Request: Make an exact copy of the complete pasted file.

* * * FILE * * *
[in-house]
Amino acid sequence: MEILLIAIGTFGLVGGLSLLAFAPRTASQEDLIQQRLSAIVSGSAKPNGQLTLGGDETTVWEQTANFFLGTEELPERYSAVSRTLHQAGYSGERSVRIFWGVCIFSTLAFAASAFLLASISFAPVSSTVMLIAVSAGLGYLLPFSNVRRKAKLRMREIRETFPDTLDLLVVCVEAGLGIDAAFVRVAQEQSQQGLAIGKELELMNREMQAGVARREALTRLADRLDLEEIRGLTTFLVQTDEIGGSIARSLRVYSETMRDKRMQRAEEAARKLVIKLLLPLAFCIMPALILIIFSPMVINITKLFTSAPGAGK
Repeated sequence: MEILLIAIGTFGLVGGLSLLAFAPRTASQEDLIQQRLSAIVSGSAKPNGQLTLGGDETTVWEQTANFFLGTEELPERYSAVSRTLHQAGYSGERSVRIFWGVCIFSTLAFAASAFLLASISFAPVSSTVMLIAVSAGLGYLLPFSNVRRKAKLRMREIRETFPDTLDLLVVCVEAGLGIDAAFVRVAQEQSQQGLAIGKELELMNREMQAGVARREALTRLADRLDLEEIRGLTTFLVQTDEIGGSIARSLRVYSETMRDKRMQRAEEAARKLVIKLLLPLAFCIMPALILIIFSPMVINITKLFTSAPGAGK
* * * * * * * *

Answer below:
[in-house]
Amino acid sequence: MEILLIAIGTFGLVGGLSLLAFAPRTASQEDLIQQRLSAIVSGSAKPNGQLTLGGDETTVWEQTANFFLGTEELPERYSAVSRTLHQAGYSGERSVRIFWGVCIFSTLAFAASAFLLASISFAPVSSTVMLIAVSAGLGYLLPFSNVRRKAKLRMREIRETFPDTLDLLVVCVEAGLGIDAAFVRVAQEQSQQGLAIGKELELMNREMQAGVARREALTRLADRLDLEEIRGLTTFLVQTDEIGGSIARSLRVYSETMRDKRMQRAEEAARKLVIKLLLPLAFCIMPALILIIFSPMVINITKLFTSAPGAGK
Repeated sequence: MEILLIAIGTFGLVGGLSLLAFAPRTASQEDLIQQRLSAIVSGSAKPNGQLTLGGDETTVWEQTANFFLGTEELPERYSAVSRTLHQAGYSGERSVRIFWGVCIFSTLAFAASAFLLASISFAPVSSTVMLIAVSAGLGYLLPFSNVRRKAKLRMREIRETFPDTLDLLVVCVEAGLGIDAAFVRVAQEQSQQGLAIGKELELMNREMQAGVARREALTRLADRLDLEEIRGLTTFLVQTDEIGGSIARSLRVYSETMRDKRMQRAEEAARKLVIKLLLPLAFCIMPALILIIFSPMVINITKLFTSAPGAGK